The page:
TACOMA, WA, UNITED STATES
By 2nd Lt. Evan Tryon, Madigan Dietetic Intern
It’s November, which means the holiday season is here. Holiday weight gain can be a concern for many military members. Americans gain an average of 1-2 pounds between Thanksgiving and New Year’s. With the right mindset and self-regulation, weight gain around the holidays is preventable.
Here is what the research shows.
A National Institute of Health research team found that participants gained 0.8 pounds on average during the holiday period, despite believing they gained four times more weight than measured. Hunger and a change in activity were the main components related to holiday weight gain. Not surprisingly, participants with increased hunger and reduced activity had more weight gain.
Studies have shown weight gain during the holidays is attributed to increased stress, greater frequency of social gatherings with high-calorie food and drinks, and limited physical activity.
But most people don’t try to lose weight during the holidays and instead are there to enjoy the three Fs (family, friends, and food)
Try these strategies that don’t require excessive restriction and allow you to enjoy your holiday favorites.
Observing and recording your eating and exercise patterns is a simple strategy to use during the holiday months. Use a personal journal to monitor hunger before and after meals. Observe changes in appetite or food consumption and adjust your eating choices over time.
“Challenge the concept of having to be stuffed during holiday meals,” said Nora Patterson, a registered dietitian at Madigan.
Another self-monitoring option that is the most effective in weight maintenance is self-weighing. Note that you may see an increase in weight after a large meal, which is normal and likely related to water retention and sodium.
(2) Making specific food choices about what is worth eating
Two questions can help you decide whether to eat or forgo an item. Is this available only at this meal, such as grandma’s sweet potato casserole, or is it a more common treat like sugar cookies?
“Foods that are more commonly experienced during the year can be minimized, while truly enjoying the special foods only available around the holidays,” said Patterson.
Additionally, on a scale of 1-10, how much do I want to eat this? If your rating is not a 7 or higher, it’s probably not worth eating.
(3) Attend to portion size
Hands can get heavier come the holiday season with larger serving bowls and more delicious treats. Try using a smaller plate to eat your meals or start with a smaller portion first and go back for seconds if you are still feeling hungry. The benefit of using a smaller plate is the psychological effect of more food without eating the same amount.
(4) Plate Design
Keep the look of your plate simple. Half consists of vegetables, and one-fourth of the plate should be protein sources. Vegetables contain fiber that aids in gut function and nutrients that promote overall health. Protein is essential in maintaining muscle mass and staying full longer. Great lean protein options include turkey, chicken, ham, eggs, seafood, beans, and soy products. Don’t forget about dessert! The remainder can be your favorite family pie or treat on a small plate.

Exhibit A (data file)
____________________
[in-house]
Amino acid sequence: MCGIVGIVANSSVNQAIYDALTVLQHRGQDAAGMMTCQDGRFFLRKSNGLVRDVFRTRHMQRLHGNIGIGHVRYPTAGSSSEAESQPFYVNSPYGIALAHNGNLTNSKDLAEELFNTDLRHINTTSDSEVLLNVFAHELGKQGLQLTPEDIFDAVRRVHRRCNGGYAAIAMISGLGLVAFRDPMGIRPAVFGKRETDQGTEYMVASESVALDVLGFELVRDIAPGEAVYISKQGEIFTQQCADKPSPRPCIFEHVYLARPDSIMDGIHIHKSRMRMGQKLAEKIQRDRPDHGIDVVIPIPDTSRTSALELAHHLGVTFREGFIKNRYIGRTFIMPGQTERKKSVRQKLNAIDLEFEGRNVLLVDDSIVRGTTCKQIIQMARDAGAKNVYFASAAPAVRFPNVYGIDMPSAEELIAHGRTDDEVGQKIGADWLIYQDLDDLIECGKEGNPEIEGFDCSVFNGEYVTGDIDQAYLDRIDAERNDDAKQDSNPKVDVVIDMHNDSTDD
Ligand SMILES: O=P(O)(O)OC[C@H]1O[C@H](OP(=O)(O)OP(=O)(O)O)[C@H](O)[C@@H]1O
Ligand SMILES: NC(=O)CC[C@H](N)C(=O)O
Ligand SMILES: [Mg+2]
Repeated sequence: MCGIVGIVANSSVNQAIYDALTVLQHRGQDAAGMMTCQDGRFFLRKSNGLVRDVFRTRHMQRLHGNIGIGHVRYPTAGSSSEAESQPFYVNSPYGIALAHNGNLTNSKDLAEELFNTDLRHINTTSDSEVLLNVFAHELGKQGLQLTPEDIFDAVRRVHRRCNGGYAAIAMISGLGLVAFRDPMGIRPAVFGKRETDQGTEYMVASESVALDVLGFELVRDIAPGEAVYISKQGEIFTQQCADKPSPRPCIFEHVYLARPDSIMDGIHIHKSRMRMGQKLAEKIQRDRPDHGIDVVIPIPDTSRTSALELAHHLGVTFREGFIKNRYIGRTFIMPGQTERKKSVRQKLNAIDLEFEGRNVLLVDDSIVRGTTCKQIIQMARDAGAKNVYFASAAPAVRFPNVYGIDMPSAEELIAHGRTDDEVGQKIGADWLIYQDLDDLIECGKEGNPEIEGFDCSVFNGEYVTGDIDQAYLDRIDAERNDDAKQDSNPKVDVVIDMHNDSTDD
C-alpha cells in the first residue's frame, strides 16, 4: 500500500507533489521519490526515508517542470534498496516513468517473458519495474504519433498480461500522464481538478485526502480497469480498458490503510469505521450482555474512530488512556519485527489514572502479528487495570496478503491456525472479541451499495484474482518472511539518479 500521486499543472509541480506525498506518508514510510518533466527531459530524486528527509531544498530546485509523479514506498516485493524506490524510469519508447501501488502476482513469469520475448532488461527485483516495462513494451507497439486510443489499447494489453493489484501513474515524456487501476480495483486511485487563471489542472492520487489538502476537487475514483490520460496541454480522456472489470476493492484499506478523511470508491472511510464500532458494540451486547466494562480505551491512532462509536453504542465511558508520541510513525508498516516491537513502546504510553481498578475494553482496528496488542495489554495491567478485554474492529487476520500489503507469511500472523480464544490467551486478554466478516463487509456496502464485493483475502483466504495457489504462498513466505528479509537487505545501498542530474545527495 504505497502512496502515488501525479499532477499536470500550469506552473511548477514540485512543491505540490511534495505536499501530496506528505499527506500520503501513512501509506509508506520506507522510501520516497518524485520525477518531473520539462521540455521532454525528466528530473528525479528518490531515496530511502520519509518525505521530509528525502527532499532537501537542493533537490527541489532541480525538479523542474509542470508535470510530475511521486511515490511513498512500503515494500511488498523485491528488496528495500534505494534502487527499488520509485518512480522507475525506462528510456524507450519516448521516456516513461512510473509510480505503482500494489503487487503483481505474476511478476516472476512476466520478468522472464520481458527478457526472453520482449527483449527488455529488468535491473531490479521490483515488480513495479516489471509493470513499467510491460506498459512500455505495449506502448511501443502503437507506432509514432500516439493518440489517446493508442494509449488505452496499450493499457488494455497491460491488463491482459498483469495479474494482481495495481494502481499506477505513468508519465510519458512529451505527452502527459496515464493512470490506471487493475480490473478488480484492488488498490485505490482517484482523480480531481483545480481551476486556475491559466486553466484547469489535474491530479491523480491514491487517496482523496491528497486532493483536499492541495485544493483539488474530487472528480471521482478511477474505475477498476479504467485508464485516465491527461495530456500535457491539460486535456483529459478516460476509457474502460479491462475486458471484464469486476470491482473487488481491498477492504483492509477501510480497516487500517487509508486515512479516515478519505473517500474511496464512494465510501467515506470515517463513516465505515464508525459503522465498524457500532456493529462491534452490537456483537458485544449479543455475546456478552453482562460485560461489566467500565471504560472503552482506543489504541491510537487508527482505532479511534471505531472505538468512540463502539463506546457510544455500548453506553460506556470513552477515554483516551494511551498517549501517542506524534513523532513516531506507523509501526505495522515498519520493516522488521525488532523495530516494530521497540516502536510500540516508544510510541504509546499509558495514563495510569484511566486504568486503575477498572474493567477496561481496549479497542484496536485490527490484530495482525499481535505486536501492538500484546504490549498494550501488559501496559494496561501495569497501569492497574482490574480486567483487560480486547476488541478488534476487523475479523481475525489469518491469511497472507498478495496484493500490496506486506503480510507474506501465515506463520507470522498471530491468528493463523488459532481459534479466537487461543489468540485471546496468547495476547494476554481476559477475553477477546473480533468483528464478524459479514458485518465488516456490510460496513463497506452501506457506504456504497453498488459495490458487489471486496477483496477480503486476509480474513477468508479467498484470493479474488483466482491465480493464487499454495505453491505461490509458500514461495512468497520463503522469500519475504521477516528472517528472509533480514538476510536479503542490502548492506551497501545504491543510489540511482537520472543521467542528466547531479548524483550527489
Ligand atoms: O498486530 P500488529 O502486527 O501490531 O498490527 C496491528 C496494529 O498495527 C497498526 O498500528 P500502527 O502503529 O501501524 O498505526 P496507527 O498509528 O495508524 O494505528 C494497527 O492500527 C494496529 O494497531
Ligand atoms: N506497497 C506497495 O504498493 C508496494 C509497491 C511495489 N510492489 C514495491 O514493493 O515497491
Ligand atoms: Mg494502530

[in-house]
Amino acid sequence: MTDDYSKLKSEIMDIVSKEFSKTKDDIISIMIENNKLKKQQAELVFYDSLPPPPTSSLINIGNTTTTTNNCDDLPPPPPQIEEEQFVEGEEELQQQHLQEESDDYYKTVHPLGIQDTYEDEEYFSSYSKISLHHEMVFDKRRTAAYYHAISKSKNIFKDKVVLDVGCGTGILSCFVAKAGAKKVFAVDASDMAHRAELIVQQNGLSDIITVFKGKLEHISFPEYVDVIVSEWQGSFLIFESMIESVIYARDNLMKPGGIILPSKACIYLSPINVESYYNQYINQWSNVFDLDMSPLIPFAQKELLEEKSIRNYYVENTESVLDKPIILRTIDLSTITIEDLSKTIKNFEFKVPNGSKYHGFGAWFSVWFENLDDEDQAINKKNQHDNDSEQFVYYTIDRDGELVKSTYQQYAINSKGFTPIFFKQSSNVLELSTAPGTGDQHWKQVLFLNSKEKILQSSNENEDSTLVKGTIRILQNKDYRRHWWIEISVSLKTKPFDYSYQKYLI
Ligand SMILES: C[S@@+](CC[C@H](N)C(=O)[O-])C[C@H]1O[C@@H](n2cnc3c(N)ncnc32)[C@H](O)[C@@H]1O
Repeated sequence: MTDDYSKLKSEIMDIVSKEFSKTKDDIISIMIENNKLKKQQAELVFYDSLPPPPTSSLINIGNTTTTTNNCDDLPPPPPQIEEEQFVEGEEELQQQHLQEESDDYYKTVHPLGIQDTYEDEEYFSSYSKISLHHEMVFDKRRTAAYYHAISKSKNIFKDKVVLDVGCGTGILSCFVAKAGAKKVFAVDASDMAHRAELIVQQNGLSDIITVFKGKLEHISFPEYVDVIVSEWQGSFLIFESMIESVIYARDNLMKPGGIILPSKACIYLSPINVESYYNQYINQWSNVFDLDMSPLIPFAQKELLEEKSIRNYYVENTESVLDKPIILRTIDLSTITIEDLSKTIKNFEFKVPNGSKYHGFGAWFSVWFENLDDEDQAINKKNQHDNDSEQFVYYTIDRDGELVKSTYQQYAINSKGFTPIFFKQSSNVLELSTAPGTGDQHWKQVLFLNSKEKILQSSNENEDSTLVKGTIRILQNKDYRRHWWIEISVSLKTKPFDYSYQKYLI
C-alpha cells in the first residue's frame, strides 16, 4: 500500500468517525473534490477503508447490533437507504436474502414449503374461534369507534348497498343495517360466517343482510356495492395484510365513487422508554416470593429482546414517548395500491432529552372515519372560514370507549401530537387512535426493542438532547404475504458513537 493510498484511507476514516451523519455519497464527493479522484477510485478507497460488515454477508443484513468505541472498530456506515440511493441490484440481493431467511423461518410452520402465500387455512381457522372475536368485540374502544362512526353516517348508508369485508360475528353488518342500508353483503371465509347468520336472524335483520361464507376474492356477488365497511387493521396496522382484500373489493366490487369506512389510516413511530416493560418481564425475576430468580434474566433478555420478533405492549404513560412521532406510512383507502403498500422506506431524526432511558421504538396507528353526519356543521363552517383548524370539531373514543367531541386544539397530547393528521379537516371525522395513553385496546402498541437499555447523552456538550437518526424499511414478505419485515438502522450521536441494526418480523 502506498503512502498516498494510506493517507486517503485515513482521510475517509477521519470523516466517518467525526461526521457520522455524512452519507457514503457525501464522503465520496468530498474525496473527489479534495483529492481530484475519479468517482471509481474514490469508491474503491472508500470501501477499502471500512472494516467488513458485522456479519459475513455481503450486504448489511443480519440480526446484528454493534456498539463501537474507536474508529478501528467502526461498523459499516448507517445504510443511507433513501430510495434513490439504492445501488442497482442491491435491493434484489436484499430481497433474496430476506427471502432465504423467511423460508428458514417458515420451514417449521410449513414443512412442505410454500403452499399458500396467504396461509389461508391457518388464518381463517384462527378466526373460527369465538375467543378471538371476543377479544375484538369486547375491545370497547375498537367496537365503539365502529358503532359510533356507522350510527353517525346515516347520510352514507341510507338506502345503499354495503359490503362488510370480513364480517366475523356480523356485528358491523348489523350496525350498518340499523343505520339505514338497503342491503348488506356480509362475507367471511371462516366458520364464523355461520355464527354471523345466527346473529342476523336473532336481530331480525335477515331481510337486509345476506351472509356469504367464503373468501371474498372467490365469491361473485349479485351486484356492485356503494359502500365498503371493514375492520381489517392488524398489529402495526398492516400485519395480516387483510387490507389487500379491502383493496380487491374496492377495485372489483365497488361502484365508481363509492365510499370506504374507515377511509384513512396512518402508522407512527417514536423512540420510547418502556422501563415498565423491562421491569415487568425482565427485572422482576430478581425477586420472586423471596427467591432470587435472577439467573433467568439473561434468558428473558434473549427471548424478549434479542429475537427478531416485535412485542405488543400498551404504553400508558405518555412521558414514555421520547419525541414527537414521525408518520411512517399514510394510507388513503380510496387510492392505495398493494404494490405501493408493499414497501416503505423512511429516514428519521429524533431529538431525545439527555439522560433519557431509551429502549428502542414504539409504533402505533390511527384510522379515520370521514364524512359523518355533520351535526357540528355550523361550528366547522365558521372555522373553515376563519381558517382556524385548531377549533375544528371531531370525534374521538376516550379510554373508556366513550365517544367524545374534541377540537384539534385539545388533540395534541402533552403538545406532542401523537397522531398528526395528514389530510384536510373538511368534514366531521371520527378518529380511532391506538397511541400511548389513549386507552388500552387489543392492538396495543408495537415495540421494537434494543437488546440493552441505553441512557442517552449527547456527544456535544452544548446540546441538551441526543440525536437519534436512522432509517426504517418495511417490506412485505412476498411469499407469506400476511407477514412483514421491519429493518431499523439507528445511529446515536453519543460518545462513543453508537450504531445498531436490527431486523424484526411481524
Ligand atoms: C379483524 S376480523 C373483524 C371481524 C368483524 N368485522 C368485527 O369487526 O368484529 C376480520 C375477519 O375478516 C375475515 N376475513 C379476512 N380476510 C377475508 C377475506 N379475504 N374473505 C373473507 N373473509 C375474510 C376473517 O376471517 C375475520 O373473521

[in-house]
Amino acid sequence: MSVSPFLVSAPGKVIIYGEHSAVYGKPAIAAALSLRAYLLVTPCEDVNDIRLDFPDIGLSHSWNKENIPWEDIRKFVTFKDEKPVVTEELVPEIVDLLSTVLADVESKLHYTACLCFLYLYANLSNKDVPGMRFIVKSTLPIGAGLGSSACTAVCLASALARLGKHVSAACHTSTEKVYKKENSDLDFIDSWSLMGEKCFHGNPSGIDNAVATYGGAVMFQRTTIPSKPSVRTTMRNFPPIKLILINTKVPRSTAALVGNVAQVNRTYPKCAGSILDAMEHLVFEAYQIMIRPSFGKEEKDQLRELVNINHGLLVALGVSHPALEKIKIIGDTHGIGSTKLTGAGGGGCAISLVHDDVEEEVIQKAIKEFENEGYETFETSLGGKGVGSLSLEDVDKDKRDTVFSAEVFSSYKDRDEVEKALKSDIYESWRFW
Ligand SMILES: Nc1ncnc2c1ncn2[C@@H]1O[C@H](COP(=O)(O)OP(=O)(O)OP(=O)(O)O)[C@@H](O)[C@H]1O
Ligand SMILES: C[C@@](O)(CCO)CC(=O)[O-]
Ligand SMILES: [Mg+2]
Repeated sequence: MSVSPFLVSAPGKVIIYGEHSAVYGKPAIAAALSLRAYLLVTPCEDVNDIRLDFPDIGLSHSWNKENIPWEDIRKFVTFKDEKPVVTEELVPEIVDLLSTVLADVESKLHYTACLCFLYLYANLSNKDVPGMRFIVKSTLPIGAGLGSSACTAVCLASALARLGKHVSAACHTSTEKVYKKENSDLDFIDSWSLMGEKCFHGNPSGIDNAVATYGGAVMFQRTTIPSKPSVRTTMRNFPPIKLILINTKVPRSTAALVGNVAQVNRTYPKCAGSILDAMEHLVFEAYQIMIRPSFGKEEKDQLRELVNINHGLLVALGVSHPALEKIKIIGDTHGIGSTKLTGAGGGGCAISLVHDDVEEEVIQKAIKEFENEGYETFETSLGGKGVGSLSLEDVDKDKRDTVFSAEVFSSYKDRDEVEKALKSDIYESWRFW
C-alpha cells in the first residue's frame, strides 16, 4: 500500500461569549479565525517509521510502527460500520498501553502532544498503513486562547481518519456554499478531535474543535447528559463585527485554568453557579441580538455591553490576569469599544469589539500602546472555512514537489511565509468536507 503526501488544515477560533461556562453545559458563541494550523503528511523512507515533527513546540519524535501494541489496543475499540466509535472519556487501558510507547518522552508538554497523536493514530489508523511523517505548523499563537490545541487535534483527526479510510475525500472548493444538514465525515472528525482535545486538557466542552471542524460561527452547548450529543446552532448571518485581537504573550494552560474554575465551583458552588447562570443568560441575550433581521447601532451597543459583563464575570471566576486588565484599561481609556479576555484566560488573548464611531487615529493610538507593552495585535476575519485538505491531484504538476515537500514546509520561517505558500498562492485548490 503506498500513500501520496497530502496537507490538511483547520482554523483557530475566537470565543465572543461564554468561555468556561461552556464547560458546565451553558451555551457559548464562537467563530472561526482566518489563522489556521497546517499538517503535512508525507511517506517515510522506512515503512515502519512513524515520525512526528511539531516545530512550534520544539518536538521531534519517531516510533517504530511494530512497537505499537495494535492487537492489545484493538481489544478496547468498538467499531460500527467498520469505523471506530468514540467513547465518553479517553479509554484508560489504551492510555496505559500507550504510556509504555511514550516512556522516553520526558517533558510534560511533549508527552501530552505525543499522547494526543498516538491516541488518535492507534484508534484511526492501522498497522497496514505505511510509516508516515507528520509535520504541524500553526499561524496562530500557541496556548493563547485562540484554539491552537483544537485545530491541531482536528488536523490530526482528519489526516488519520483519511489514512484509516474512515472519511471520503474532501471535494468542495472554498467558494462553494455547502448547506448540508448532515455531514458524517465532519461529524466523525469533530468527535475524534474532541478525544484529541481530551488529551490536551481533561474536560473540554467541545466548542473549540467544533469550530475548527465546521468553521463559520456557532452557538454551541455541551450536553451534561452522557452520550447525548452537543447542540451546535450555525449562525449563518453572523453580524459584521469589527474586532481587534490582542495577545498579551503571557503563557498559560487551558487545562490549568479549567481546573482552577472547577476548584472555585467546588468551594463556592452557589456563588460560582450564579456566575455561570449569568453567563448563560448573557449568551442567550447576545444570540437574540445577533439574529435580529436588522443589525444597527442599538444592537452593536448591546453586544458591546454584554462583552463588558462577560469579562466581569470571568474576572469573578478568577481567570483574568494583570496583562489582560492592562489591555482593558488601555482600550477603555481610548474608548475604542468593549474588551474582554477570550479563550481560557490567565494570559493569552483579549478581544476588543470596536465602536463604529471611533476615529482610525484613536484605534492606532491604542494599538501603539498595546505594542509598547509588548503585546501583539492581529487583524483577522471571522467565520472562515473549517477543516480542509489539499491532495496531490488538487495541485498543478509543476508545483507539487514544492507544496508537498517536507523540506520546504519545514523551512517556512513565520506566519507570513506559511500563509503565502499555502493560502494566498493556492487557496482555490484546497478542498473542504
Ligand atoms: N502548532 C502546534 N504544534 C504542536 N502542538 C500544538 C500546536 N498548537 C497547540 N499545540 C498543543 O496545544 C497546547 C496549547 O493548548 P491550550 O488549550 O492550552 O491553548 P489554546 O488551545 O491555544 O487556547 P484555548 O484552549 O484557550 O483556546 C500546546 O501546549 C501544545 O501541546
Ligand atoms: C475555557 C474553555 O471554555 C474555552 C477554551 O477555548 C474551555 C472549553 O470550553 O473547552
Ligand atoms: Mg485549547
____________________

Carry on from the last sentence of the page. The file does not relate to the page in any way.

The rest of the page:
(5) Proper Snacking
Treats that are high in added fats and sugars are easier to access around the holidays, making snacking more common. Try keeping treats out of sight by putting them in drawers or hard-to-reach places. An alternative is replacing treats with high-fiber snacks such as apples with peanut butter or carrots with hummus.
(6) Recipe Swaps
Incorporate alternative ingredients into classic recipes to include more fruits, vegetables and nuts can boost their nutrient content and volume of the food, leaving bellies fuller. Try splitting your white flour with a whole wheat flour blend in your next holiday pie or an additional serving of carrots or squash in your family stuffing recipe.
(7) Enjoy your meal
This time of year is about enjoying company and food. Take the time to slow down, put your eating utensils down, and talk with your family. Eating slowly and being less distracted can lead to consuming fewer calories and more enjoyment during mealtime.
“The holidays are a time to be present and enjoy the time with your family without feeling guilty about eating too much,” advised 1st Lt. Emily Lim, the chief of Outpatient and Community Nutrition at Madigan.
(8) Maintain your exercise habits
Around the holidays, the colder months unconsciously reduce physical activity. Strive to be physically active during the holidays with family by incorporating a backyard sport or going for a walk during family activities.
The holidays can be a time to enjoy and maintain healthy habits. Know that holiday weight gain is usually small and can be mitigated while enjoying the festivities and foods you love.